Mickey Joseph once was the center of a recruiting war between Nebraska and Oklahoma.

Now he’ll begin his Division I head coaching career for Nebraska (1-2) against the sixth-ranked Sooners (2-0) when the teams face off Saturday in Lincoln, Neb.

Joseph ultimately chose the Cornhuskers over the Sooners.

But in the wake of Scott Frost being fired following Nebraska’s 45-42 loss to Georgia Southern last week, Joseph took over as the interim head coach this week, 10 months since arriving from LSU to become the Cornhuskers’ associate head coach and passing game coordinator.

Joseph said Nebraska’s players have responded well to the week of change: “They handled it like champs.”

After Frost was fired, Cornhuskers edge rusher Ochaun Mathis told the Lincoln Journal Star there was a “losing culture” around the program that needed to change.

Joseph pushed back against that characterization Tuesday.

“We haven’t been winning, OK, but I wouldn’t say it’s a losing culture,” Joseph said. “A losing culture are kids who don’t come to work. These kids have played in a lot of tight games. Now we’ve got to figure out a way to get them over the hump.”

Nebraska went 5-22 in one-score games during Frost’s tenure, including last season’s 23-16 loss to the Sooners in Norman, Okla.

When Joseph played for the Cornhuskers, Nebraska-Oklahoma was one of the top rivalries in college football, regularly determining the Big Eight winner while often serving as something of an elimination game among national championship contenders.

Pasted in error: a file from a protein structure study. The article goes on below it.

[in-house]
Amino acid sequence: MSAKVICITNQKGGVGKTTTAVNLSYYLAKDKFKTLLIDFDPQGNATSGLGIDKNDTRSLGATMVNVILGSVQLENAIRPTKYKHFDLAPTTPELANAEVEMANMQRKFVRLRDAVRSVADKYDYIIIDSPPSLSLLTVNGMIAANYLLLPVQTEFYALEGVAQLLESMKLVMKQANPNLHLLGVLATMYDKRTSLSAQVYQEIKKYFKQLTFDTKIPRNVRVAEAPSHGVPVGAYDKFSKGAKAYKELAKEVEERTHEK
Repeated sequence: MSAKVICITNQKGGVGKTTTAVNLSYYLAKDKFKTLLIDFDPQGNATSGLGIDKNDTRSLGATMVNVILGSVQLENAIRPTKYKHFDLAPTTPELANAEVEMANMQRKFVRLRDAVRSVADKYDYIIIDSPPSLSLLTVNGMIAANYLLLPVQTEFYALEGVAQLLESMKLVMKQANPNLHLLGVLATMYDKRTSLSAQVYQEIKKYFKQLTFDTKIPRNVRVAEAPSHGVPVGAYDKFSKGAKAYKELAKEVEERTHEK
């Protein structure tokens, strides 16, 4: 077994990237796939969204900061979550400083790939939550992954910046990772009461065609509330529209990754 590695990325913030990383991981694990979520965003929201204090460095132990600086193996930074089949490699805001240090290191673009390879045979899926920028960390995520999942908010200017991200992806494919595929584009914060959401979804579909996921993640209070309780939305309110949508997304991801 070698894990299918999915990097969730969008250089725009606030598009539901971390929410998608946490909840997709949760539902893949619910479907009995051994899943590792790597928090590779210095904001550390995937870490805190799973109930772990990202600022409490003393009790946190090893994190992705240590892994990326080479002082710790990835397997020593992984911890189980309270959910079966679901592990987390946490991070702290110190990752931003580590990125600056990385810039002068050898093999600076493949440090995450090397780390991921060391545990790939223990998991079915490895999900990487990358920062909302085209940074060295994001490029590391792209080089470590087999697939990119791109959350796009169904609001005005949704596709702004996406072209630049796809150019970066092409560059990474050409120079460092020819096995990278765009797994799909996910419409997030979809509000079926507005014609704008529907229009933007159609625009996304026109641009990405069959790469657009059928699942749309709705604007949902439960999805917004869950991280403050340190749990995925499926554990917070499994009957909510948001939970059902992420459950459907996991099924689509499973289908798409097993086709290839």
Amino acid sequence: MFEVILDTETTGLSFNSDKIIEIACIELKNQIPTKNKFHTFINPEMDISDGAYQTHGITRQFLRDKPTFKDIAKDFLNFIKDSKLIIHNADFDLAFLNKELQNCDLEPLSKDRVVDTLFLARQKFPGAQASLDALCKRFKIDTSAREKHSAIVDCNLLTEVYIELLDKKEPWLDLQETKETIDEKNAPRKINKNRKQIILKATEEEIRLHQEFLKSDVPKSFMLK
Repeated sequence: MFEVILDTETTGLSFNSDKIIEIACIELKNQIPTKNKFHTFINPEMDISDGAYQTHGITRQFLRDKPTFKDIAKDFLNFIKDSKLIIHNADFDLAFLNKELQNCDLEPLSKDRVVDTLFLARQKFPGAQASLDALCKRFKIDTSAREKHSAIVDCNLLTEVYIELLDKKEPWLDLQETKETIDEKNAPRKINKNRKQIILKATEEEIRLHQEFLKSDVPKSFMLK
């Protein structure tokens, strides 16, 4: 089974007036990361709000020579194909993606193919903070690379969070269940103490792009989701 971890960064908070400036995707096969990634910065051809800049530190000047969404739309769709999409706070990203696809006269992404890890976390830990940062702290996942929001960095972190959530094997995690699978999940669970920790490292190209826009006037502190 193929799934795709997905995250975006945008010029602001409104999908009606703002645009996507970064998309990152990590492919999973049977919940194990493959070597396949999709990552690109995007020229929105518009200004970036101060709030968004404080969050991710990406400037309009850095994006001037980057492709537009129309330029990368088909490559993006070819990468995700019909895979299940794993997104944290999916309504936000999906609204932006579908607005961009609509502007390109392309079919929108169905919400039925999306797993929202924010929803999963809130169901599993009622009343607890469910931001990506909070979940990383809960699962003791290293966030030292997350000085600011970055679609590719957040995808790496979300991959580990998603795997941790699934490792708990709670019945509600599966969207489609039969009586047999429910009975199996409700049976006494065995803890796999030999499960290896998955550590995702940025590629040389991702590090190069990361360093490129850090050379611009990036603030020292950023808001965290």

In 17 of the 31 seasons from 1971 through 2001, both teams were ranked in the top 10 when they squared off.

But when the Big Eight became the Big 12, the teams landed in separate divisions, and the game became less frequent. And with Nebraska’s 2011 move to the Big Ten, the teams stopped playing until last year’s 23-16 Oklahoma victory.

This home-and-home series was set up to commemorate the 1971 “Game of the Century” between the teams.

Saturday’s meeting doesn’t have that kind of importance, but with Nebraska going through the coaching transition and No. 6 Oklahoma looking to bolster its hopes for a College Football Playoff appearance, there’s still plenty to play for on both sides.

Sooners coach Brent Venables is plenty familiar with Nebraska quarterback Casey Thompson.

Thompson’s father, Charles, was a quarterback for the Sooners in the 1980s and was around the Oklahoma program during Venables’ stint as the defensive coordinator there from 1999 to 2011.

Venables tried to get Casey Thompson to follow in his father’s footsteps this past offseason when Thompson entered the transfer portal from Texas.

“Really pulling for him,” Venables said. “Except this week.”

The Sooners instead added Central Florida transfer Dillon Gabriel at quarterback after Caleb Williams left for USC. Through two games, Gabriel has completed 70 percent of his passes for 529 yards and has five touchdowns with no interceptions.

Oklahoma has yet to commit a turnover, the first time since at least 1936 that the team hasn’t turned the ball over through the first two games of a season.

“Continuing to take care of the rock, again, that’s where it’s all going to start for us,” Sooners offensive coordinator Jeff Lebby said of Gabriel. “Proud of him from that standpoint. We’ve created some explosive (plays). The biggest thing is making sure we’re not taking unnecessary sacks.”

On the other side, the Sooners have allowed just 16 points through two games, handling UTEP 45-13 and Kent State 33-3.

Their level of competition will take a leap on Saturday. Even though the Cornhuskers have dropped games to Northwestern and Georgia Southern, the offense has still been potent, averaging 36 points a game.

–Field Level Media